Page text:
This week seems to be the week to discuss all things emotional intelligence in the blogosphere. Two of particular note are this piece by Julia Drybrough and this one by Phil Willcox. As a side note, what Phil doesn’t know about emotions isn’t worth knowing. Check the guy out here.
So I want you today to think about the labels we put on our emotions. As we start to understand more about how emotions drive behaviour, we also start to get all dramatic about their power. We start to call emotions positive and negative. We start to call them useful and harmful. We start to lay claim of being in control.
Let’s move for a moment to talking about labels. Labels help us categorise the world. If I want to articulate myself I choose my words carefully enough to make myself understood. If you take for a moment the political rhetoric about poor people on benefits, listen to the language and articulation of those arguments. They are purposeful and serve only to drive certain emotions.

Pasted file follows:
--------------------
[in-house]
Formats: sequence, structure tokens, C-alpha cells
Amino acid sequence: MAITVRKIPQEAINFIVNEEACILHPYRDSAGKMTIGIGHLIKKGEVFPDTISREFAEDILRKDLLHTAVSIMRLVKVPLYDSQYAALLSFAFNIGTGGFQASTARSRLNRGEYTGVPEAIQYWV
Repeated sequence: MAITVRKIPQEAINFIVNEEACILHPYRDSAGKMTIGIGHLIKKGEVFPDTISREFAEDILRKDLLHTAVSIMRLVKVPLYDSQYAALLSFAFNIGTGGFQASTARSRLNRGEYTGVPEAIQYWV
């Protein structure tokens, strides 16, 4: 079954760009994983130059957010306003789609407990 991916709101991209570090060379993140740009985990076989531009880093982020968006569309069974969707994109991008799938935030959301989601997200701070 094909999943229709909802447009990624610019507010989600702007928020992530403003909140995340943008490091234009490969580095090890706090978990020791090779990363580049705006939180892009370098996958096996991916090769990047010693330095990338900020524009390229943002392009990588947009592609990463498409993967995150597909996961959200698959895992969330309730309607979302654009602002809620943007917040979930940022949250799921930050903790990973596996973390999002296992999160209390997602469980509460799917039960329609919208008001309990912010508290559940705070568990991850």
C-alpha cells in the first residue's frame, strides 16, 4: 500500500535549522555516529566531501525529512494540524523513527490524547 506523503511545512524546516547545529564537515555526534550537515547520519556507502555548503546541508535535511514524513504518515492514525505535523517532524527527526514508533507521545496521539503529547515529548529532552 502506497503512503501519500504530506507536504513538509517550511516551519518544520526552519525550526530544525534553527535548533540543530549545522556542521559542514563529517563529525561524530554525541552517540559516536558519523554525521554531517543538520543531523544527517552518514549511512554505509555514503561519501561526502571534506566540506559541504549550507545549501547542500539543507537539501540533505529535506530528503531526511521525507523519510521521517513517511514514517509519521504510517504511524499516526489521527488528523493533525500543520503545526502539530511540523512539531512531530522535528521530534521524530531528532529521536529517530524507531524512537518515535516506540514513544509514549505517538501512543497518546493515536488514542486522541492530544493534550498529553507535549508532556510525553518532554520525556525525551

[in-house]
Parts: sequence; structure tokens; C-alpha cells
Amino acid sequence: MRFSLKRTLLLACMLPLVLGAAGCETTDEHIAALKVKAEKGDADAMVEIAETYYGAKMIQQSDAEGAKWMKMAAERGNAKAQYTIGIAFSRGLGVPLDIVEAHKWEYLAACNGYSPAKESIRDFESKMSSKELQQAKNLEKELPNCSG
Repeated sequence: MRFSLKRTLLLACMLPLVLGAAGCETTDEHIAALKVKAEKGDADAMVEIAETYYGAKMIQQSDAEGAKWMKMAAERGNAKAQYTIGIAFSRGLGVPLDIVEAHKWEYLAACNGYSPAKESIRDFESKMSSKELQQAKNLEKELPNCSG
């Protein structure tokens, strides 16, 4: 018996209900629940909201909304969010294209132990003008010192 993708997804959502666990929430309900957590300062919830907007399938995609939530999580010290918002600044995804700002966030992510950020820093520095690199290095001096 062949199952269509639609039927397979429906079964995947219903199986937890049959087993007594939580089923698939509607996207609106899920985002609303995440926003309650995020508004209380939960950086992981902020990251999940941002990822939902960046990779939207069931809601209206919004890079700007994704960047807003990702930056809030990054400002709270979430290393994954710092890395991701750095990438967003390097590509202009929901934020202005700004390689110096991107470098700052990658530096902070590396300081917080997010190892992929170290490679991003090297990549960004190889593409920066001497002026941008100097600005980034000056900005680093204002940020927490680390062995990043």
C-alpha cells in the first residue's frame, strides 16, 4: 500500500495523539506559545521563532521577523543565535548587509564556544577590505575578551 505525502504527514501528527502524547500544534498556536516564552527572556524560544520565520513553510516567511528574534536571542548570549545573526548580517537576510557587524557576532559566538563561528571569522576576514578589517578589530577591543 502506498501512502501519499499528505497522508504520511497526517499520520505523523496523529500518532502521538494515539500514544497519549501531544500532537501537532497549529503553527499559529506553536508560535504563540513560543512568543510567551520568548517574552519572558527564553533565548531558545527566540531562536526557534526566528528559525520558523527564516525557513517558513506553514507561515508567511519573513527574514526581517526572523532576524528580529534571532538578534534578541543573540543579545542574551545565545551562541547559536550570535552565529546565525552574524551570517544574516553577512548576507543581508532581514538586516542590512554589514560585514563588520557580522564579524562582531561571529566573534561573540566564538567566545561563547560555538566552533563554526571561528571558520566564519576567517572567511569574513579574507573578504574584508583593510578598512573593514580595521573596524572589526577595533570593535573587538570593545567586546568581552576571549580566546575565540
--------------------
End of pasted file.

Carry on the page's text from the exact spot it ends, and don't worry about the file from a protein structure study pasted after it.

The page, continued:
Because emotions drive behaviour.
Imagine then how intriguing it is when someone seems unaware of how they are affecting others through their actions, language and their behaviours. They shrug it off and exclaim “that’s your problem”. It happens a lot. And many of us may examine this and argue “they don’t know how to control their emotions”.
Emotions aren’t good or bad. They’re a survival instinct. They help prepare the body for action. They signal the presence of something that the body isn’t expecting. Emotions just are.
From the moment we are aware of an emotion affecting us, this is the moment we can take control of our being and our condition. But that level of awareness isn’t a natural default for everyone. Indeed it can be downright alien.
Yes you can give feedback to others, and have coaching sessions, and prepare performance reviews, but for some people, it’s just hard to understand that they’re not in full control of themselves.
Kind of gives change management a different perspective.